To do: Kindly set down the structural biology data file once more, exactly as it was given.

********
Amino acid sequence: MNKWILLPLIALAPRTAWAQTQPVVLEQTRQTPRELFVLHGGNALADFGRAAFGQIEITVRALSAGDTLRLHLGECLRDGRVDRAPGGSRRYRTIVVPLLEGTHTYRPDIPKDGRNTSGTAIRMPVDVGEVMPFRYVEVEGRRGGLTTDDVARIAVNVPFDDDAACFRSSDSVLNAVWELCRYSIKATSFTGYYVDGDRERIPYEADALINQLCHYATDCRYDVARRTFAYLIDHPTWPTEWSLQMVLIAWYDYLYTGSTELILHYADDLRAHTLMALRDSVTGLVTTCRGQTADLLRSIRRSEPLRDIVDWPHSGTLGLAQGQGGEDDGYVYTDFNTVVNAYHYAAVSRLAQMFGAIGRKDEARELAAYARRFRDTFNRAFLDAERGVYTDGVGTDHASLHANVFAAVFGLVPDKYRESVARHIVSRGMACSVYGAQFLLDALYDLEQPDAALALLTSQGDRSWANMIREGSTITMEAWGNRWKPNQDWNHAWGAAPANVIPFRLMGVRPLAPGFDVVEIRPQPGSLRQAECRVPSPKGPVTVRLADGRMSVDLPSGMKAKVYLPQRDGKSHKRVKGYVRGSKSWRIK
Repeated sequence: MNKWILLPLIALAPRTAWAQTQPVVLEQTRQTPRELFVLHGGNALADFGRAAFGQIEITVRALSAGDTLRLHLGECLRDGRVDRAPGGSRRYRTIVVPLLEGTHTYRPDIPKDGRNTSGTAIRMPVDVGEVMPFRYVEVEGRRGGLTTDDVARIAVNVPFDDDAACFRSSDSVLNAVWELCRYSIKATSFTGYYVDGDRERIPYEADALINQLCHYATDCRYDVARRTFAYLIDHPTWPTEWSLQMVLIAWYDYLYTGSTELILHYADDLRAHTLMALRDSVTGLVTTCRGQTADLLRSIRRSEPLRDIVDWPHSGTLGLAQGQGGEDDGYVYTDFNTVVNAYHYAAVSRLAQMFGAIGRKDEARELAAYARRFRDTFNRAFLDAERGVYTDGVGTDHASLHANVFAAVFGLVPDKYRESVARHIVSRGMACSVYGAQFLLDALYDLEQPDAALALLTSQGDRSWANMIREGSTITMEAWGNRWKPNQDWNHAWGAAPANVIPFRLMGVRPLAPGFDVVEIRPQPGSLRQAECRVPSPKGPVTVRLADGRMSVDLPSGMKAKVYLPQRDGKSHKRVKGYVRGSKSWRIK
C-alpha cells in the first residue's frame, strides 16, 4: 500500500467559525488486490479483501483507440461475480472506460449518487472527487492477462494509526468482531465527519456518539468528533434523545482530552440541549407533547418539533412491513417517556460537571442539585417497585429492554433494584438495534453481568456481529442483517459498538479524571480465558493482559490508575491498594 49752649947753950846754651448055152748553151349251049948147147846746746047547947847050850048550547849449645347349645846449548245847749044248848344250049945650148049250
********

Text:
Amino acid sequence: MNKWILLPLIALAPRTAWAQTQPVVLEQTRQTPRELFVLHGGNALADFGRAAFGQIEITVRALSAGDTLRLHLGECLRDGRVDRAPGGSRRYRTIVVPLLEGTHTYRPDIPKDGRNTSGTAIRMPVDVGEVMPFRYVEVEGRRGGLTTDDVARIAVNVPFDDDAACFRSSDSVLNAVWELCRYSIKATSFTGYYVDGDRERIPYEADALINQLCHYATDCRYDVARRTFAYLIDHPTWPTEWSLQMVLIAWYDYLYTGSTELILHYADDLRAHTLMALRDSVTGLVTTCRGQTADLLRSIRRSEPLRDIVDWPHSGTLGLAQGQGGEDDGYVYTDFNTVVNAYHYAAVSRLAQMFGAIGRKDEARELAAYARRFRDTFNRAFLDAERGVYTDGVGTDHASLHANVFAAVFGLVPDKYRESVARHIVSRGMACSVYGAQFLLDALYDLEQPDAALALLTSQGDRSWANMIREGSTITMEAWGNRWKPNQDWNHAWGAAPANVIPFRLMGVRPLAPGFDVVEIRPQPGSLRQAECRVPSPKGPVTVRLADGRMSVDLPSGMKAKVYLPQRDGKSHKRVKGYVRGSKSWRIK
Repeated sequence: MNKWILLPLIALAPRTAWAQTQPVVLEQTRQTPRELFVLHGGNALADFGRAAFGQIEITVRALSAGDTLRLHLGECLRDGRVDRAPGGSRRYRTIVVPLLEGTHTYRPDIPKDGRNTSGTAIRMPVDVGEVMPFRYVEVEGRRGGLTTDDVARIAVNVPFDDDAACFRSSDSVLNAVWELCRYSIKATSFTGYYVDGDRERIPYEADALINQLCHYATDCRYDVARRTFAYLIDHPTWPTEWSLQMVLIAWYDYLYTGSTELILHYADDLRAHTLMALRDSVTGLVTTCRGQTADLLRSIRRSEPLRDIVDWPHSGTLGLAQGQGGEDDGYVYTDFNTVVNAYHYAAVSRLAQMFGAIGRKDEARELAAYARRFRDTFNRAFLDAERGVYTDGVGTDHASLHANVFAAVFGLVPDKYRESVARHIVSRGMACSVYGAQFLLDALYDLEQPDAALALLTSQGDRSWANMIREGSTITMEAWGNRWKPNQDWNHAWGAAPANVIPFRLMGVRPLAPGFDVVEIRPQPGSLRQAECRVPSPKGPVTVRLADGRMSVDLPSGMKAKVYLPQRDGKSHKRVKGYVRGSKSWRIK
C-alpha cells in the first residue's frame, strides 16, 4: 500500500467559525488486490479483501483507440461475480472506460449518487472527487492477462494509526468482531465527519456518539468528533434523545482530552440541549407533547418539533412491513417517556460537571442539585417497585429492554433494584438495534453481568456481529442483517459498538479524571480465558493482559490508575491498594 49752649947753950846754651448055152748553151349251049948147147846746746047547947847050850048550547849449645347349645846449548245847749044248848344250049945650148049250